The tension generated by a typical Tyson fight—meaning one controlled and dominated by him—must be experienced to be understood. Tyson/Biggs struck its tone of high expectancy even before Tyson entered the arena (robeless, but wearing the three oversized and absurdly ornamental belts that are the warrior-symbols of his three titles) and built steadily, in some quarters very nearly unbearably, to its climax in the seventh round, when the blood-bespattered referee, Tony Orlando, stopped the fight after the second knockdown without counting over Biggs. Tyson’s ring style, pitiless, forward-moving, seemingly invincible, evokes odd behavior in presumably normal people. Do most men identify with Tyson-as-potential-killer? Do most women identify with Tyson’s victims? Or is “identification” in terms of the fight, the spectacle, the playing-out-of-action itself? When a great fight occurs—and Tyson has not yet had a great fight, for the reason that he has not yet had a worthy opponent—the spectator experiences something like the mysterious catharsis of which Aristotle wrote, the purging of pity and terror by the exercise of these emotions; the subliminal aftermath of classical tragedy.
These fights do linger in the mind, sometimes obsessively, like nightmare images one can’t quite expel, but the actual experience of the fight, in the arena, is a confused, jolting, and sometimes semihysterical one. The reason is primary, or you might say primitive: either Tyson is hitting his man, or he is preparing to hit his man, and if nothing nasty happens within the next few seconds it will not be for Tyson’s not trying. (For a man of Tyson’s physical build he is extraordinarily fast with his hands, and he hits in combinations.) In the average boxing match, contrary to critics’ charges of “barbarism,” “brutality,” et al., nothing much happens, as boxing aficionados affably accept, but in Tyson fights (with one obvious exception—last March’s title fight with “Bonecrusher” Smith) everything can happen, and sometimes does.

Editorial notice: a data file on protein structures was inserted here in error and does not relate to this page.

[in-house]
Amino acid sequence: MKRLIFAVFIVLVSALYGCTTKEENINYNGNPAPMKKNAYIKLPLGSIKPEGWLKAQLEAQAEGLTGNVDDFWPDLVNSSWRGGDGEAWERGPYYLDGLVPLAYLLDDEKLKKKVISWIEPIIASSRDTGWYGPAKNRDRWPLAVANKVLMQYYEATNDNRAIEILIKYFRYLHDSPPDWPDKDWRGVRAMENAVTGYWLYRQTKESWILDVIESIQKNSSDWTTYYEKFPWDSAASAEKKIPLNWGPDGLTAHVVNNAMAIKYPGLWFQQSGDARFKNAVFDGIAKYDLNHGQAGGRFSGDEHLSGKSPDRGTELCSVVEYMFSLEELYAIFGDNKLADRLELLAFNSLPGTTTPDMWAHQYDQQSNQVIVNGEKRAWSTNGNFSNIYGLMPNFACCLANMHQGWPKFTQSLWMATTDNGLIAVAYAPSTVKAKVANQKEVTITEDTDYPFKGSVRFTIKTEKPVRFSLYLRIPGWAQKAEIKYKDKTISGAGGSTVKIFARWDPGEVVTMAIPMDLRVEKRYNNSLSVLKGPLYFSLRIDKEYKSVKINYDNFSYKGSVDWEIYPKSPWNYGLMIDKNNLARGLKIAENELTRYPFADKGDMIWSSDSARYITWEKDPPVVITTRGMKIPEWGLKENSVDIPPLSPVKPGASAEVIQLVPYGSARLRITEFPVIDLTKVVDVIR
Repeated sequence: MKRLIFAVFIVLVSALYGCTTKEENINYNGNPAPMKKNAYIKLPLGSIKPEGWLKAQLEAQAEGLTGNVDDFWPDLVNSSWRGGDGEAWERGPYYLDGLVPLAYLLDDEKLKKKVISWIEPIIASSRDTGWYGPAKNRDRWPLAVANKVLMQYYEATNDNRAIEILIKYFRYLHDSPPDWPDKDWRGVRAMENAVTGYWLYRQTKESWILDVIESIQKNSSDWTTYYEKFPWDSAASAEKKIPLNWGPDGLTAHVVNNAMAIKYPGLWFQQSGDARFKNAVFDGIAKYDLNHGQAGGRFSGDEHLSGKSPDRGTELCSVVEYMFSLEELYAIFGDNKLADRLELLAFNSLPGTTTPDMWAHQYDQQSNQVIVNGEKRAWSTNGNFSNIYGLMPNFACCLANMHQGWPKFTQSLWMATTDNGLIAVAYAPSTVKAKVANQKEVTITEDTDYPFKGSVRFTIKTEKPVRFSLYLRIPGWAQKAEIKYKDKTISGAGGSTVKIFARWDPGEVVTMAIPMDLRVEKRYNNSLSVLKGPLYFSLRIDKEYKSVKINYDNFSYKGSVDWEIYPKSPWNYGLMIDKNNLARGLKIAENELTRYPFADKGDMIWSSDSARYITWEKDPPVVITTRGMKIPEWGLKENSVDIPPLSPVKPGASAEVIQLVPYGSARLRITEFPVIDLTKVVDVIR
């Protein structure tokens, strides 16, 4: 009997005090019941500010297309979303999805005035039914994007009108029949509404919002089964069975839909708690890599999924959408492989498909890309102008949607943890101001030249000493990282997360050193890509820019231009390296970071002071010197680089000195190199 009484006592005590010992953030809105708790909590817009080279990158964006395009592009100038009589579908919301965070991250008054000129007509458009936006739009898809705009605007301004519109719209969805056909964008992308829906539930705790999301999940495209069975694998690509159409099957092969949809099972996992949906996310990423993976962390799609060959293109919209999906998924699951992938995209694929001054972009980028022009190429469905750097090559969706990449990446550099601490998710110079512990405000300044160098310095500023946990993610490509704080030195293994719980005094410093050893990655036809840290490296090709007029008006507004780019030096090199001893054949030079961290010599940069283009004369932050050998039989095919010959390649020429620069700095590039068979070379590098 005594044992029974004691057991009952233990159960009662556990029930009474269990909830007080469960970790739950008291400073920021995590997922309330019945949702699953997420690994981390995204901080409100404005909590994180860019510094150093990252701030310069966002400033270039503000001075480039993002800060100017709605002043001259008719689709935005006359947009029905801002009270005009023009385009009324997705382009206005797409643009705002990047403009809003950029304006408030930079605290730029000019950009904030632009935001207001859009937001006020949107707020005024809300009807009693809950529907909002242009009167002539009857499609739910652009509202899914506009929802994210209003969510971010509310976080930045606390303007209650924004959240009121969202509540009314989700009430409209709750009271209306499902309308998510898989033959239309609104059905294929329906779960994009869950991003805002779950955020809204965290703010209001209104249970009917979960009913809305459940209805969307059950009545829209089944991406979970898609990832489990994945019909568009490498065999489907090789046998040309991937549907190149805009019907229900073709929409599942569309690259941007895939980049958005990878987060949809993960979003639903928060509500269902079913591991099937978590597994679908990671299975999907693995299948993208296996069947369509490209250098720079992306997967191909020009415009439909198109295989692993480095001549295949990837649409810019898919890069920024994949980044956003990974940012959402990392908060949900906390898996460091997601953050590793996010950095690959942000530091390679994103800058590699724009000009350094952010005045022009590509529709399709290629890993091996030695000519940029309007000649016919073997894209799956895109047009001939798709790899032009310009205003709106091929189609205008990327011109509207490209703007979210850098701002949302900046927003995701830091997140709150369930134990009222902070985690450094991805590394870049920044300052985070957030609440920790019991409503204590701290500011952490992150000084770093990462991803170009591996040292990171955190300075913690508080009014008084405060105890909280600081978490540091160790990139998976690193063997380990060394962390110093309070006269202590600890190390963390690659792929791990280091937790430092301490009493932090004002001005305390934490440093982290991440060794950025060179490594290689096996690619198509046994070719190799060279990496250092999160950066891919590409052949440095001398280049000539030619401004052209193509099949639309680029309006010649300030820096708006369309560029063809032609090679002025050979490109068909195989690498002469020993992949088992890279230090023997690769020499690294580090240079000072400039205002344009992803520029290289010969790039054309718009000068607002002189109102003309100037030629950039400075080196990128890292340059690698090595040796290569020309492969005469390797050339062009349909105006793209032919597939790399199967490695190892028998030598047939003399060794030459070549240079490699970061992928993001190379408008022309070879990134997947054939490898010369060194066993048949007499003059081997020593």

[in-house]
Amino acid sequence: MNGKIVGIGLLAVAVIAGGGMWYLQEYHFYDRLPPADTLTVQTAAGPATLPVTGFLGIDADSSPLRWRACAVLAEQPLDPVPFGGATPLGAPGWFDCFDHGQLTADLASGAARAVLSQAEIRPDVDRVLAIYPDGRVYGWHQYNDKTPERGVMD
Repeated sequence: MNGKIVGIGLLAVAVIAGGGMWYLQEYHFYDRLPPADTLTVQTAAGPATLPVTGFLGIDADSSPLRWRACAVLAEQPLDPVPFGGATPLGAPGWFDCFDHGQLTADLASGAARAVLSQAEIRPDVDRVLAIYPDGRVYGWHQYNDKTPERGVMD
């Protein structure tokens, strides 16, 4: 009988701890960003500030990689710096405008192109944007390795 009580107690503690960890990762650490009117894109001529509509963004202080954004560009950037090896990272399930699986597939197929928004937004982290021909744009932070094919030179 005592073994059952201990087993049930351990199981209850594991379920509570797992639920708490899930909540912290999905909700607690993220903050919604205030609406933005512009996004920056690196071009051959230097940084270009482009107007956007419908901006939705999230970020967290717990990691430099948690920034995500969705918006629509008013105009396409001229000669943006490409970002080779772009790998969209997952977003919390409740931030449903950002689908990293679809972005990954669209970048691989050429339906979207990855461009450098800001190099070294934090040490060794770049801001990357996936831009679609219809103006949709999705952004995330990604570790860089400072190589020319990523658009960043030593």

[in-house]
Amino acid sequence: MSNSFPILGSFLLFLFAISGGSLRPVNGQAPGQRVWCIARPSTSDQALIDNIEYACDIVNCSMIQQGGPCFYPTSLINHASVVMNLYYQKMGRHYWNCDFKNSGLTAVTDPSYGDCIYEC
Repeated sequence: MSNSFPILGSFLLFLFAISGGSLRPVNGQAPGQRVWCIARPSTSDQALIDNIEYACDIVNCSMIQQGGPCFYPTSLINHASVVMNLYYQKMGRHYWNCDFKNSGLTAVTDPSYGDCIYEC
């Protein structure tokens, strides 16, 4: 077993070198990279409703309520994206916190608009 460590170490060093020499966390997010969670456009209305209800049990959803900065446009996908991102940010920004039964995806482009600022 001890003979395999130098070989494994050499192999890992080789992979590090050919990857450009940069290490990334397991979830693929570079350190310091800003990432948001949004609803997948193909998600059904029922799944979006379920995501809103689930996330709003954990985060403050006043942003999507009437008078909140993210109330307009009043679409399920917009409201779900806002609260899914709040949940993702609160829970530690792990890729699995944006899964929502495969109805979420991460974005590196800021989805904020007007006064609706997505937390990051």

Thus individuals in the audience behave oddly, and involuntarily—there was even a scuffle or an actual fight at the rear of the Convention Hall during the third or fourth round of the fight in the ring, not suggested by the television coverage, and a matter of some confused alarm until security guards broke it up. Some women hid their faces, some men emitted not the stylized cries of “Hit him!” or even “Kill him!” but parrotlike shrieks that seemed to be torn from them—perhaps the “womanlike” shrieks Tyson amusingly described coming from Biggs when he was hit. The boxing commissioner for New York State, ex-world light heavyweight champion Jose Torres, seemed to forget him self as he shouted out commands to Tyson (who was oblivious to him as to everyone and everything outside the ring) and to Tyson’s cornermen (who were too far away to have heard, should they have wished to hear). Torres’s violent hand signals and shouted commands—”Six-five!” was one— would have seemed quite mysterious, if not deranged, had one not known that Torres, like Tyson, is a former D’Amato protege, and had one not guessed that the ex-champion simply could not resist participating in the mesmerizing action. Strangest of all—and discreetly ignored by HBO television cameras—a fight threatened to ensue between Biggs’s chief cornerman, the redoubtable Lou Duva, and the fight’s promoter, Don King himself, at the immediate conclusion of the match; each man had to be forcibly restrained from rushing at the other. While television audiences watched the triumphant Tyson striding about the ring, and the dazed Biggs sitting on the canvas, attended by a physician, most of us were watching fascinated as the portly, not-young Lou Duva tried to climb through the ropes to get at Don King at ringside, the two gentlemen shouting at each other, for reasons only a few insiders would know: King had wanted the fight stopped immediately after the first knockdown, fearing “slaughter,” but Duva had insisted that the fight continue, no matter the risk to Biggs. Duva had his way, and the fight continued a few more seconds, as if to fulfill its premise Biggs deserved to be hurt, and to be hurt “real bad” by Tyson.